EL PASO, Texas — The last time Mauricio Ibarra Ponce de Leon came to El Paso it was to promote binational cooperation at an economic forum in UTEP.
This month he returned as the new consul general of Mexico in El Paso, and while trade remains a priority, he says the most important part of his job will be protecting Mexican immigrants.
“We will strengthen support services, beginning with access to legal services, we have a number of lawyers for referrals. We will also have immigration information workshops and preventive campaigns on how to avoid situations that might affect them,” he said.
Ibarra, a 31-year veteran of Mexico’s foreign service took over a post vacant since December when his predecessor Marcos Bucio Mujica was reassigned to a national adult literacy program in Mexico City.
Ibarra was formerly Mexico’s consul general in Albuquerque and most recently director of North American Affairs for the Foreign Ministry.
He comes to the border right after president Trump sent a jolt through the border business community with the threat of tariffs on all Mexican imports, which he called off on June 7 after Mexico agreed to toughen immigration enforcement. He also comes amid threats from the White House of large-scale deportations, which could take place in two weeks if Congress doesn’t close alleged loopholes in asylum law.
The new consul didn’t directly address political issues but reaffirmed his government’s commitment to protecting countrymen in trouble abroad.
“We shouldn’t be rash in anticipation of what might happen, but we are monitoring the situation to make sure we are ready to meet whatever needs might arise in our community. We will work with our allies in the community so we can multiply efforts so that our community can get the best advice,” he said.
The consulate’s immigration workshops typically feature a lecture from an immigration attorney and referrals to lawyers vetted by the institution. The consulate doesn’t pay for the lawyers, but these lawyers typically offer the first consultation free of charge.
Other resources include a booklet on what Mexican citizens can do if they are stopped on the street by authorities in El Paso. The booklet advises immigrants to keep calm, identify themselves and, if applicable, tell the officer that they don’t speak English. They also have the right to remain silent and request to contact a lawyer or a representative from their consulate.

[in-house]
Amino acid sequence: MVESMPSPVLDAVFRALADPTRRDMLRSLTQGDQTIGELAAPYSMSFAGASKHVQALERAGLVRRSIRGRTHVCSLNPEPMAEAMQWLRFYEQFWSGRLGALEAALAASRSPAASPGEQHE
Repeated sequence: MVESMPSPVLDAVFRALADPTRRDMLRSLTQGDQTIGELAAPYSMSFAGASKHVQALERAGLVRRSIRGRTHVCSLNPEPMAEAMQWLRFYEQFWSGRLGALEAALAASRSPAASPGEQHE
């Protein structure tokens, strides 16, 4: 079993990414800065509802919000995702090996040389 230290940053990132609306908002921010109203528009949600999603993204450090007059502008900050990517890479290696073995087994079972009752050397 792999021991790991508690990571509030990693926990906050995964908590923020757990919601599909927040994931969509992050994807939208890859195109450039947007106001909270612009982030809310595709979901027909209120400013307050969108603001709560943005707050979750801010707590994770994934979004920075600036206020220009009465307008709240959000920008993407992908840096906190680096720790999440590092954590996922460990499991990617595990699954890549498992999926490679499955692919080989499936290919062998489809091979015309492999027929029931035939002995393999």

Emphasis on outreach
The consulate recently has increased its presence on social media, posting daily updates on upcoming workshops and events, and passing along information and telephone numbers for the Protection Department and other services.
Ibarra said the social media presence is part of a broader effort to communicate with the Mexican community in the region, particularly those who don’t live in El Paso.
“Our obligation is to take services even to remote areas. We’ll be more active on social media, radio, television, print and all available alternatives to reach our community in far away places,” he said. “We will also have mobile consulates in which we take all of our services to other cities. We have three left, in Deming on Aug. 24, in Roswell Oct. 19-20, and Hobbs on Nov. 16-17.”
Ibarra said he would promote trade and investment in Mexico, which includes advocating for passage of the U.S.-Mexico-Canada Agreement, the alternative to NAFTA (the North American Free Trade Agreement), that the three countries are pursuing.
And he added he would promote cultural events and a positive image of Mexico abroad.
“We share a common history, values and culture. Culture is a good way to present the best of both sides of the border,” Ibarra said. “It’s also important to recognize the contributions of Mexicans to this community. … They are entrepreneurs and workers who come here to make both societies better.”